Daniel Francis

Daniel Francis is a Furman Fellow and Emile Noel Fellow at NYU School of Law, where he writes about competition and the public and private practices that shape it.  His research focuses on antitrust and structural constitutional law, including the law of monopolization, as well as constitutional and other rules that affect government action in the market.  He has a particular interest in competition in digital and high-technology markets.

Between May 2018 and January 2021, Daniel served in the antitrust arm of the Federal Trade Commission—an independent and bipartisan federal agency—as Senior Counsel, Associate Director for Digital Markets, and finally Deputy Director.  He directed and managed a wide range of antitrust enforcement and policy activities at the FTC, particularly in digital markets, and oversaw a number of the Bureau’s divisions and offices.

Daniel previously served as a Climenko Fellow and Lecturer on Law at Harvard Law School (2017–18), as Associate Editor of the International Journal of Constitutional Law (2016–18), and a Visiting Researcher at Harvard Law School (2014).  He spent ten years in the private practice of antitrust law with two multinational law firms, where his work focused on the defense, aerospace, and oil and gas sectors.  Daniel also previously taught a course on European Union constitutional law and political history at Harvard College.  Daniel holds three degrees in law: a first law degree from Trinity College, Cambridge; a Master of Laws degree from Harvard Law School; and a doctorate from NYU School of Law, under the supervision of Gráinne de Búrca.  He is admitted to the practice of law in New York and the District of Columbia.

CONTACT: dsf292@nyu.edu

Research Project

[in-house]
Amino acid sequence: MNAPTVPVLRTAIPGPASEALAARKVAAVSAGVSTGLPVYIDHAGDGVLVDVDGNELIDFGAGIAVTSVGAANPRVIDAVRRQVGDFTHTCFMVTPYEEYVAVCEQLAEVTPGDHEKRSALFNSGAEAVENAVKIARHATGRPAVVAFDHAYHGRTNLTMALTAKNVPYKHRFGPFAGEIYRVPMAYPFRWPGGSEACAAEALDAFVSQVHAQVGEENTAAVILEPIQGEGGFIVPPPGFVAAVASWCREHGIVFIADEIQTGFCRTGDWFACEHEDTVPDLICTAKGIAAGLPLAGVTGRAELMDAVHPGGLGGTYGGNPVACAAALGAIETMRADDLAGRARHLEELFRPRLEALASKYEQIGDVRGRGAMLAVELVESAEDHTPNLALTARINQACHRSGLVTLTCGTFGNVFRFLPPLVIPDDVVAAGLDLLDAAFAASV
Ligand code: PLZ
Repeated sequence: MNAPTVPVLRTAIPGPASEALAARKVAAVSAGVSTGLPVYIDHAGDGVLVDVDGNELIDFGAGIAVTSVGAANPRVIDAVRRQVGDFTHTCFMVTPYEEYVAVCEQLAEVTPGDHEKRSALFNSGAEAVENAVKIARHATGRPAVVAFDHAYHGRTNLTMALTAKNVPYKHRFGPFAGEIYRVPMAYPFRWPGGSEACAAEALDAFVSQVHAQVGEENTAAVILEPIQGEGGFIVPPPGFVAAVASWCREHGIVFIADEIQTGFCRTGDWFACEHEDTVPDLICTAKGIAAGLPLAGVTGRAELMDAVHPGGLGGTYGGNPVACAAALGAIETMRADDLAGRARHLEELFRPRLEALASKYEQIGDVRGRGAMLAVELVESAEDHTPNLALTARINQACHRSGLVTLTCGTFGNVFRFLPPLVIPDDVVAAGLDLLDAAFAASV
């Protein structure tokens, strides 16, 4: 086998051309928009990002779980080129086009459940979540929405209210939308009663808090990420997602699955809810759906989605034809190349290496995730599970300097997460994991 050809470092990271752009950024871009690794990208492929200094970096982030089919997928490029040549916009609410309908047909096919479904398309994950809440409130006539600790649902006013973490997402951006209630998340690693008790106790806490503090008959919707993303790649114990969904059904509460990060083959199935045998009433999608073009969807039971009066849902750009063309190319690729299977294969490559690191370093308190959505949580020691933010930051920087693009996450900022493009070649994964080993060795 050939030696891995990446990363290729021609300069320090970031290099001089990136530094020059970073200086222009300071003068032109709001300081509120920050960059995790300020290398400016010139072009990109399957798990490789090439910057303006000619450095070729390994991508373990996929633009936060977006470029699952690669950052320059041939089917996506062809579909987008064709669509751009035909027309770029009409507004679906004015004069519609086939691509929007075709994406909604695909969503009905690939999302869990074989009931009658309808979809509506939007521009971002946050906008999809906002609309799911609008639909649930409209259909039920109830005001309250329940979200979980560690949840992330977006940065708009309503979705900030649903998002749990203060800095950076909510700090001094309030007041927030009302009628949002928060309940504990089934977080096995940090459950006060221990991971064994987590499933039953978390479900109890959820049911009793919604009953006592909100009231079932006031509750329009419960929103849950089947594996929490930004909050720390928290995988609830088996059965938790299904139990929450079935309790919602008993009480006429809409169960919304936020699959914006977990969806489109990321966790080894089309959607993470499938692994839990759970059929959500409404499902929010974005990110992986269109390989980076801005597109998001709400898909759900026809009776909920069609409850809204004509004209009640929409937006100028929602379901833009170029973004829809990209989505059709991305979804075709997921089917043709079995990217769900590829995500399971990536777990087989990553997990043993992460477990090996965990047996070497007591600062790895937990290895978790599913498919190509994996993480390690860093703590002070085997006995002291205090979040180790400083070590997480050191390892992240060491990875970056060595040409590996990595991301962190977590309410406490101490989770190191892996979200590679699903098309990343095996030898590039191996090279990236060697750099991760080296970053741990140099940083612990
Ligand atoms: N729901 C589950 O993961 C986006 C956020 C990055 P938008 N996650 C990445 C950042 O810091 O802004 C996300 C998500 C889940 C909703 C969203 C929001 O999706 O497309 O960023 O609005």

Monopolization in Digital Markets. For a long time, the law of monopolization in the United States has relied on a rough and under-theorized working consensus about the contour between "competition on the merits" and "anticompetitive conduct."  But, in the last decade, the limits of this working consensus have been starkly revealed by the rise of the digital economy and the resulting proliferation of novel business models and practices.  The result has been widespread confusion and controversy about what antitrust law does and should prohibit, and even what values and goals are at stake in the enterprise of antitrust enforcement.  When may a dominant incumbent acquire a promising upstart competitor?  When may a platform with market power favor its own products and services?  How should we approach vertical restraints in platform markets?  What is "exclusionary" conduct?  The answers to these and other central questions will directly affect the wellbeing of billions of consumers, and the vitality of innovation's many frontiers. This research project begins from the premise that confusion and controversy about what the monopolization offense is--and what it should become--proceeds from confusion and controversy about the concept of monopolization itself: its content, its scope, and its normative core.  To that end, the project aims to set out a coherent account of the concept of monopolization in U.S. antitrust law and practice--grounded in normative foundations that accurately reflect the core of the American antitrust tradition--and to use that account to identify, separate, and unpick the paradoxes and riddles that have taken root in the fabric of monopolization doctrine.  The project's ultimate goal is to articulate a practical, workable framework through which the practices and phenomena that characterize the digital economy can be approached and analyzed by courts, agencies, and businesses: to protect consumers from harm, preserve incentives to innovate and invest, and faithfully reflect the political morality of the antitrust project.